What Causes Dystonia?
The cause of dystonia is not known. Researchers believe that dystonia results from an abnormality in or damage to the basal ganglia or other brain regions that control movement. There may be abnormalities in the brain’s ability to process a group of chemicals called neurotransmitters that help cells in the brain communicate with each other. There also may be abnormalities in the way the brain processes information and generates commands to move. In most cases, no abnormalities are visible using magnetic resonance imaging or other diagnostic imaging.
One way to classify the dystonias is based upon the regions of the body which they affect:
- Generalized dystonia affects most or all of the body.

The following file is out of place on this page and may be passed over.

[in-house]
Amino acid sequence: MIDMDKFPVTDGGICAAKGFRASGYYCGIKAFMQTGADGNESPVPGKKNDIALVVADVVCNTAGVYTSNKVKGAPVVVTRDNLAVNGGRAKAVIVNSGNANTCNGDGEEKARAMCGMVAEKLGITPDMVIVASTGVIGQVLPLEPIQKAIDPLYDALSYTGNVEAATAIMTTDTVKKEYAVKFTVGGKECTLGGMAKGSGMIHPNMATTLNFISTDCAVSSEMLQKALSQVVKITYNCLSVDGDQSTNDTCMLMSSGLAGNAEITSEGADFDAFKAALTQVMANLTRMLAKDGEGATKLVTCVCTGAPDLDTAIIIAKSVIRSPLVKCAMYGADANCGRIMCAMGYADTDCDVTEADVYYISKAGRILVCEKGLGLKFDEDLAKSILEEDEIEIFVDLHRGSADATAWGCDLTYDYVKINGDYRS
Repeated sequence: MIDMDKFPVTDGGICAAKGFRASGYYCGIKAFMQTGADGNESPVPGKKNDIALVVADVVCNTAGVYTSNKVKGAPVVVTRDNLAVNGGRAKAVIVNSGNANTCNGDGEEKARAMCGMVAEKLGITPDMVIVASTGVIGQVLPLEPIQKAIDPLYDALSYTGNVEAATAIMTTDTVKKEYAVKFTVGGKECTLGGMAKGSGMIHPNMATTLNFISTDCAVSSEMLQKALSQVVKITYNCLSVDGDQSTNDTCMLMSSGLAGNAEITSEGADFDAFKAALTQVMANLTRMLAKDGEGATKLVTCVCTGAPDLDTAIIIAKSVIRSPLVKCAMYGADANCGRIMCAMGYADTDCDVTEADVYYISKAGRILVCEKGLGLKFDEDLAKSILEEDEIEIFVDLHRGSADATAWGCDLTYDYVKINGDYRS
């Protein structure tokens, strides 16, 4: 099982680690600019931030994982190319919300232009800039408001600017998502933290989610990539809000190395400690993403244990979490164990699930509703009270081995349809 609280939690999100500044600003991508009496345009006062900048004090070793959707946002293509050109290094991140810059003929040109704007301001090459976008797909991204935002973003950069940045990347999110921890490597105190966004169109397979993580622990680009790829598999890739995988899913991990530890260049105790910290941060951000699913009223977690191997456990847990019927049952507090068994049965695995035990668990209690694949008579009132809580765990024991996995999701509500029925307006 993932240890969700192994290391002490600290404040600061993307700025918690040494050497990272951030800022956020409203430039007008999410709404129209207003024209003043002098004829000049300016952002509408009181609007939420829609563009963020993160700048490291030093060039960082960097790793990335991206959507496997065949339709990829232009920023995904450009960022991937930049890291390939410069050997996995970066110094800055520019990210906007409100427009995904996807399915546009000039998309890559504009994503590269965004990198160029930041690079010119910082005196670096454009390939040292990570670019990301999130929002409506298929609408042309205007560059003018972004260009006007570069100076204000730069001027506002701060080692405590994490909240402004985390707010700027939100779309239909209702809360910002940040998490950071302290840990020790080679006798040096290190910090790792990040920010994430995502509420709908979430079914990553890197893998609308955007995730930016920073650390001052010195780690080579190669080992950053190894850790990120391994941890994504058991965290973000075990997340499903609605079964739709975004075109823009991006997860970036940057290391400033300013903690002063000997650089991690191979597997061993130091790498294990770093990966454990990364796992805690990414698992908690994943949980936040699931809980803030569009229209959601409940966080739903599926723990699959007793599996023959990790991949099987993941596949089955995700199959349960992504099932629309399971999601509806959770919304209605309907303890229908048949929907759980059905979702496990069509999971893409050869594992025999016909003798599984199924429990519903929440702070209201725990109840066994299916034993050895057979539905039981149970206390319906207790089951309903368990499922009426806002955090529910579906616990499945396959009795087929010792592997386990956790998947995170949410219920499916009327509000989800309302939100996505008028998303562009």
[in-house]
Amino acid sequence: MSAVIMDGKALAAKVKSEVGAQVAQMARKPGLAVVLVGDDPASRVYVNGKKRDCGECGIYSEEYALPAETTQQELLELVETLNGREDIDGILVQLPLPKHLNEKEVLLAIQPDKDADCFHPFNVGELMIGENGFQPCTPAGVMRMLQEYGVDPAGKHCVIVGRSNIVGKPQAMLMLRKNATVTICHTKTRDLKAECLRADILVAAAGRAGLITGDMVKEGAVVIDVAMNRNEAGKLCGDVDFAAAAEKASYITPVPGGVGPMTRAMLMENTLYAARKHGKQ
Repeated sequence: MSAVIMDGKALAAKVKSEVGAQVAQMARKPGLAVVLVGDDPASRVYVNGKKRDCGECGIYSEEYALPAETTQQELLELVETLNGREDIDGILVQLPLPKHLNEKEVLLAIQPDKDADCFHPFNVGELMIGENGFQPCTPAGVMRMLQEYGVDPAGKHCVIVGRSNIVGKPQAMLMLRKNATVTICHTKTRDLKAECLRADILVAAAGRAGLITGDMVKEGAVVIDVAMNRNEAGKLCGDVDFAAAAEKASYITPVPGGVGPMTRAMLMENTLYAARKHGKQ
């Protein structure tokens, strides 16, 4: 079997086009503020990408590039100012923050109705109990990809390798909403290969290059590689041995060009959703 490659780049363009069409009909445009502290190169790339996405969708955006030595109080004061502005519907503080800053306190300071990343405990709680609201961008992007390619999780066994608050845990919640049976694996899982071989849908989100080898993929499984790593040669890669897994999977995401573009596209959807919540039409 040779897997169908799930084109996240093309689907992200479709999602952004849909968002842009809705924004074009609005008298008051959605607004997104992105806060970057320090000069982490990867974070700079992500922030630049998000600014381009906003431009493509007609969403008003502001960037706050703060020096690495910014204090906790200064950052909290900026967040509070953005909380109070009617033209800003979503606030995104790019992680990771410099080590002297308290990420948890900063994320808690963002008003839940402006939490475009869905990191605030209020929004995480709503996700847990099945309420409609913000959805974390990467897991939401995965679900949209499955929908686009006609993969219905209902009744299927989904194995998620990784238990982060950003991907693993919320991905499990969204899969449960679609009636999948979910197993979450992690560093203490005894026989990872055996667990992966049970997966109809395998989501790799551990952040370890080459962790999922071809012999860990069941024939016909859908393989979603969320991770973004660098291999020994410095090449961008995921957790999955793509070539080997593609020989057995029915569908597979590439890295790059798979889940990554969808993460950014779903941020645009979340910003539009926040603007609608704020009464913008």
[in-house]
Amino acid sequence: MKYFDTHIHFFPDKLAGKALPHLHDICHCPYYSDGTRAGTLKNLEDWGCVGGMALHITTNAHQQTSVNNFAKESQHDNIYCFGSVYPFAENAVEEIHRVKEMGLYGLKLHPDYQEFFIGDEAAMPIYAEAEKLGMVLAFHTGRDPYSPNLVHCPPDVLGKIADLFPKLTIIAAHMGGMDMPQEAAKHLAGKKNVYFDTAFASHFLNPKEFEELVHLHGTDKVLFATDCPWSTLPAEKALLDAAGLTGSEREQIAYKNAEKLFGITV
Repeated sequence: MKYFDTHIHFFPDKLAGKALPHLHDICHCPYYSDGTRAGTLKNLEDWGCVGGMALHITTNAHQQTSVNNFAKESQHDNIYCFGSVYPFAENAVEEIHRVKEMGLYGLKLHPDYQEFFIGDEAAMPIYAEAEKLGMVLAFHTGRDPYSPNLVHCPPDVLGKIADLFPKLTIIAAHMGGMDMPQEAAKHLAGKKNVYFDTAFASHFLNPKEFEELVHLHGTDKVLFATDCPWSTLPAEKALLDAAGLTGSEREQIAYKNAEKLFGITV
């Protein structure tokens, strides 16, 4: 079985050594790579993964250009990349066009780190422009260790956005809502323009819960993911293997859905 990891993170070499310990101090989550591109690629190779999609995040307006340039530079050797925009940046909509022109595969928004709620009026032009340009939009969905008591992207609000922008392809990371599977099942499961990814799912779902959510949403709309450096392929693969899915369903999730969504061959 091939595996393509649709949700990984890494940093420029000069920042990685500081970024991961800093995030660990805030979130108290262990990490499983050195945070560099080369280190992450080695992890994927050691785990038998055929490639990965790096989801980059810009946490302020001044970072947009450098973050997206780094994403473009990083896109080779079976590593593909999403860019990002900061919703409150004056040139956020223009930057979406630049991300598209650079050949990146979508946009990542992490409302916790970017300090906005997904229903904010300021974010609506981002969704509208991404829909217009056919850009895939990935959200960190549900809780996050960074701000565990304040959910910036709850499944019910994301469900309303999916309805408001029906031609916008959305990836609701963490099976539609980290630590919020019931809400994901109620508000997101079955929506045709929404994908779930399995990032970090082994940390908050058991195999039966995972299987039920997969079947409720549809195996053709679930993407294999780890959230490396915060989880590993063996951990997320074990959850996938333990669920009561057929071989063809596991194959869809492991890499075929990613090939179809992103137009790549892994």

- Focal-dystonia is localized to a specific part of the body.
- Multifocal-dystonia involves two or more unrelated body parts.
- Segmental-dystonia affects two or more adjacent parts of the body.
- Hemidystonia involves the arm and leg on the same side of the body.
Primary dystonia is used to describe a case in which the dystonia is the predominant symptom, and the person is not affected by other neurological conditions. Secondary dystonia refers to dystonia that is associated with a known outside factor or condition (such as trauma, drug exposure, stroke, cerebral palsy, and others).